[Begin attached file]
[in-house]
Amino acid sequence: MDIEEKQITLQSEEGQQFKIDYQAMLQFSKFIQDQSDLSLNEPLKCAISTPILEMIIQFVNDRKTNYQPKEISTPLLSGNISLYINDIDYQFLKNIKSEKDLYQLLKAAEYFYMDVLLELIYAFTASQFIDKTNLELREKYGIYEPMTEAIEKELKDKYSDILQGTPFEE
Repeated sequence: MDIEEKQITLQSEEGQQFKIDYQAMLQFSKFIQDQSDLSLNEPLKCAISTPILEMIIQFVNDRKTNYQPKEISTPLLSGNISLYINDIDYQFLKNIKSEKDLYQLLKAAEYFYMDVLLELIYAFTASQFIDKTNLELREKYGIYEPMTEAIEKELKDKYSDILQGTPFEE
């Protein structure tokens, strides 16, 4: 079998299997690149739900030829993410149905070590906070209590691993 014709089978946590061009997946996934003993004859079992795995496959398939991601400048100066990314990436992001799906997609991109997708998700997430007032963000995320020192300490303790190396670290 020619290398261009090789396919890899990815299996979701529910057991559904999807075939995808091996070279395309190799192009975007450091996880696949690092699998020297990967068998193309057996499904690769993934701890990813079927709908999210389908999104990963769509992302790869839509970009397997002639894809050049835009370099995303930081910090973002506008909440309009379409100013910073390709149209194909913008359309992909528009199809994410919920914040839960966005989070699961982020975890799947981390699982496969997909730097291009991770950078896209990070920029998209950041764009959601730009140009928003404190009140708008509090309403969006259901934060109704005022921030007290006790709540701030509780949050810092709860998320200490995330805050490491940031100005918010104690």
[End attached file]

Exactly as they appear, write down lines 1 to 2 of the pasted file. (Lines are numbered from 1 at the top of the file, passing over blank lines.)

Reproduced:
[in-house]
Amino acid sequence: MDIEEKQITLQSEEGQQFKIDYQAMLQFSKFIQDQSDLSLNEPLKCAISTPILEMIIQFVNDRKTNYQPKEISTPLLSGNISLYINDIDYQFLKNIKSEKDLYQLLKAAEYFYMDVLLELIYAFTASQFIDKTNLELREKYGIYEPMTEAIEKELKDKYSDILQGTPFEE